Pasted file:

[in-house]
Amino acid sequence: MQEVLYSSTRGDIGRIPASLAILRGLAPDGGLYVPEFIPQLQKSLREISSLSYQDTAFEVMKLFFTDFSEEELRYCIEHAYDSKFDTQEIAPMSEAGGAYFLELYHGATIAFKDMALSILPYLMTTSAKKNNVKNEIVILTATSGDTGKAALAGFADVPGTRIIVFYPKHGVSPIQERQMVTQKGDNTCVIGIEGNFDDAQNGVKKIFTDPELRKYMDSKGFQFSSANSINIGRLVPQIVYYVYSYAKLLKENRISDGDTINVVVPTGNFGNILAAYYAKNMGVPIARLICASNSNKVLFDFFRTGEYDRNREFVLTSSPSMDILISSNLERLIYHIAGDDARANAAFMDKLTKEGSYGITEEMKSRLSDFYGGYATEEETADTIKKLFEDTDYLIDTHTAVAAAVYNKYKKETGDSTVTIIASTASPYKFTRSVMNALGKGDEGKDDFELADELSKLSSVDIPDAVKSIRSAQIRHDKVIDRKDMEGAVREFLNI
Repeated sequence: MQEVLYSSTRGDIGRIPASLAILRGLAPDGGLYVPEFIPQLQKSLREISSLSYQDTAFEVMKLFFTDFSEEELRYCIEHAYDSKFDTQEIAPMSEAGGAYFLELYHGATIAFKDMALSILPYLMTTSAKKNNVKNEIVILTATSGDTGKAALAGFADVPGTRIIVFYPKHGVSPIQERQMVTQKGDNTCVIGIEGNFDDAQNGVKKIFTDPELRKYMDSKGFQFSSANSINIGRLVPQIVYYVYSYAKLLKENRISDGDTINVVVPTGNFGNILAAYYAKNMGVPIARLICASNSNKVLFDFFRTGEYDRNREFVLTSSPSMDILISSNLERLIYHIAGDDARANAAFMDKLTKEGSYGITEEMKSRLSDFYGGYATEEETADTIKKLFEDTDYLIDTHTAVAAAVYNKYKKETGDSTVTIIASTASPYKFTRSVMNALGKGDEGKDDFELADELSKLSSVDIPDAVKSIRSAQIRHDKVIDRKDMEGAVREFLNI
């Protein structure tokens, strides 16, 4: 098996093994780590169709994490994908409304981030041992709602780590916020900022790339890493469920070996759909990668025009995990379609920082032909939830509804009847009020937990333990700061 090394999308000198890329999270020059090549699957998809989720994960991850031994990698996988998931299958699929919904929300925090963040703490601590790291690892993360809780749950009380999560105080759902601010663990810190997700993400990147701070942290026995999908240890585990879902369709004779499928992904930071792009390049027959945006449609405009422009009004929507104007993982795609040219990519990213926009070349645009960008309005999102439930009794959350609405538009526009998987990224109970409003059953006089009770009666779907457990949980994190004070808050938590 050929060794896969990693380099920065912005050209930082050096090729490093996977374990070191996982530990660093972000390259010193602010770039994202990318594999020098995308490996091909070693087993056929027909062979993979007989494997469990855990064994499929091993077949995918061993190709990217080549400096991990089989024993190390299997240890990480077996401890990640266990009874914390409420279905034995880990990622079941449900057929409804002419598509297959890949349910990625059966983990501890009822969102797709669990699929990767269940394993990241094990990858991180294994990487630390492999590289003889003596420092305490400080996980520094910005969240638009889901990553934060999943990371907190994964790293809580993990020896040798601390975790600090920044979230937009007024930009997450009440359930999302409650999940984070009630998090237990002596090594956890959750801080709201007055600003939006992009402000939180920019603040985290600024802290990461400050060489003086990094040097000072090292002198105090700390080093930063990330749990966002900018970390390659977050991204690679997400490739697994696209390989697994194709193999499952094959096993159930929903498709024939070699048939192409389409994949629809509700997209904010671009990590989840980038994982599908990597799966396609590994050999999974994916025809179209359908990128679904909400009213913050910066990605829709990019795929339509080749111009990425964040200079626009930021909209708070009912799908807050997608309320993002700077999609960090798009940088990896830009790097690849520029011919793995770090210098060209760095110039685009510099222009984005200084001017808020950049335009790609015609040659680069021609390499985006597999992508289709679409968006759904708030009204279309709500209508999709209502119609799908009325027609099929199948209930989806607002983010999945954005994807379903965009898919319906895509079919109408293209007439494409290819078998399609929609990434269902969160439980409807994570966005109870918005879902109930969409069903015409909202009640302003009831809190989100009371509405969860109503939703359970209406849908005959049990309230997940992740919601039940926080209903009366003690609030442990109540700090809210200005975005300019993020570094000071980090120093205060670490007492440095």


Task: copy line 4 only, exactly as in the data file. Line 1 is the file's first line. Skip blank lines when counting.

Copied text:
């Protein structure tokens, strides 16, 4: 098996093994780590169709994490994908409304981030041992709602780590916020900022790339890493469920070996759909990668025009995990379609920082032909939830509804009847009020937990333990700061 090394999308000198890329999270020059090549699957998809989720994960991850031994990698996988998931299958699929919904929300925090963040703490601590790291690892993360809780749950009380999560105080759902601010663990810190997700993400990147701070942290026995999908240890585990879902369709004779499928992904930071792009390049027959945006449609405009422009009004929507104007993982795609040219990519990213926009070349645009960008309005999102439930009794959350609405538009526009998987990224109970409003059953006089009770009666779907457990949980994190004070808050938590 050929060794896969990693380099920065912005050209930082050096090729490093996977374990070191996982530990660093972000390259010193602010770039994202990318594999020098995308490996091909070693087993056929027909062979993979007989494997469990855990064994499929091993077949995918061993190709990217080549400096991990089989024993190390299997240890990480077996401890990640266990009874914390409420279905034995880990990622079941449900057929409804002419598509297959890949349910990625059966983990501890009822969102797709669990699929990767269940394993990241094990990858991180294994990487630390492999590289003889003596420092305490400080996980520094910005969240638009889901990553934060999943990371907190994964790293809580993990020896040798601390975790600090920044979230937009007024930009997450009440359930999302409650999940984070009630998090237990002596090594956890959750801080709201007055600003939006992009402000939180920019603040985290600024802290990461400050060489003086990094040097000072090292002198105090700390080093930063990330749990966002900018970390390659977050991204690679997400490739697994696209390989697994194709193999499952094959096993159930929903498709024939070699048939192409389409994949629809509700997209904010671009990590989840980038994982599908990597799966396609590994050999999974994916025809179209359908990128679904909400009213913050910066990605829709990019795929339509080749111009990425964040200079626009930021909209708070009912799908807050997608309320993002700077999609960090798009940088990896830009790097690849520029011919793995770090210098060209760095110039685009510099222009984005200084001017808020950049335009790609015609040659680069021609390499985006597999992508289709679409968006759904708030009204279309709500209508999709209502119609799908009325027609099929199948209930989806607002983010999945954005994807379903965009898919319906895509079919109408293209007439494409290819078998399609929609990434269902969160439980409807994570966005109870918005879902109930969409069903015409909202009640302003009831809190989100009371509405969860109503939703359970209406849908005959049990309230997940992740919601039940926080209903009366003690609030442990109540700090809210200005975005300019993020570094000071980090120093205060670490007492440095």